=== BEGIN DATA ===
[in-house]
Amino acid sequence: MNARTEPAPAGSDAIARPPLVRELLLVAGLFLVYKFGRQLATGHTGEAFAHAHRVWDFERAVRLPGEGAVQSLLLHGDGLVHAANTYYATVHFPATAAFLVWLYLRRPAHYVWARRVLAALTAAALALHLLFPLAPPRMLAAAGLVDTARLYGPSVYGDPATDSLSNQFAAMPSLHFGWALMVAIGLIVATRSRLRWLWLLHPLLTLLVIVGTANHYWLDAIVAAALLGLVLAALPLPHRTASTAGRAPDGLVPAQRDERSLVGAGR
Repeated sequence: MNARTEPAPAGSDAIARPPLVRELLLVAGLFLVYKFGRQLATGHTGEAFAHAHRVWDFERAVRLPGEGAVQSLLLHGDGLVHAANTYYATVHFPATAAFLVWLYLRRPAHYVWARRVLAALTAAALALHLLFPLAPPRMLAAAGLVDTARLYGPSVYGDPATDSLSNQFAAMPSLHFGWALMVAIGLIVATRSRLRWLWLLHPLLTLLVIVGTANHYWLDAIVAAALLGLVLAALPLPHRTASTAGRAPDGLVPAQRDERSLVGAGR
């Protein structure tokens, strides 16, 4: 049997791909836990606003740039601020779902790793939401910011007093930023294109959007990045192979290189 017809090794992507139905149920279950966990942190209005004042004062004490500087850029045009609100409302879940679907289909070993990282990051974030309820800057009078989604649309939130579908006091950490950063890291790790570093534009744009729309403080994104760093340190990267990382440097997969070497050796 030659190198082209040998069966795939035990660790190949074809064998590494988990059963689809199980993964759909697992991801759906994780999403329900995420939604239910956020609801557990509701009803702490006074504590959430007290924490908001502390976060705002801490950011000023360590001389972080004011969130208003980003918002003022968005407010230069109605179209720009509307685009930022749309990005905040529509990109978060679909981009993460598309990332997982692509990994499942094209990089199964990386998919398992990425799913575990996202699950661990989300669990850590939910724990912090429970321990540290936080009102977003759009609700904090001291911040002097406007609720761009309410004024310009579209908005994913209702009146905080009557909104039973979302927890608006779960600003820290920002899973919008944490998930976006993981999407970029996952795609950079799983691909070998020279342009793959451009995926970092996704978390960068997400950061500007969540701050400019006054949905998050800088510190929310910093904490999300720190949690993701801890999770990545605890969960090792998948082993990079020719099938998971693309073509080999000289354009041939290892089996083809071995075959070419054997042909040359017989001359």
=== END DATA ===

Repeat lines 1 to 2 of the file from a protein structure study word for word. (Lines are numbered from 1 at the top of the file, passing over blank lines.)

[in-house]
Amino acid sequence: MNARTEPAPAGSDAIARPPLVRELLLVAGLFLVYKFGRQLATGHTGEAFAHAHRVWDFERAVRLPGEGAVQSLLLHGDGLVHAANTYYATVHFPATAAFLVWLYLRRPAHYVWARRVLAALTAAALALHLLFPLAPPRMLAAAGLVDTARLYGPSVYGDPATDSLSNQFAAMPSLHFGWALMVAIGLIVATRSRLRWLWLLHPLLTLLVIVGTANHYWLDAIVAAALLGLVLAALPLPHRTASTAGRAPDGLVPAQRDERSLVGAGR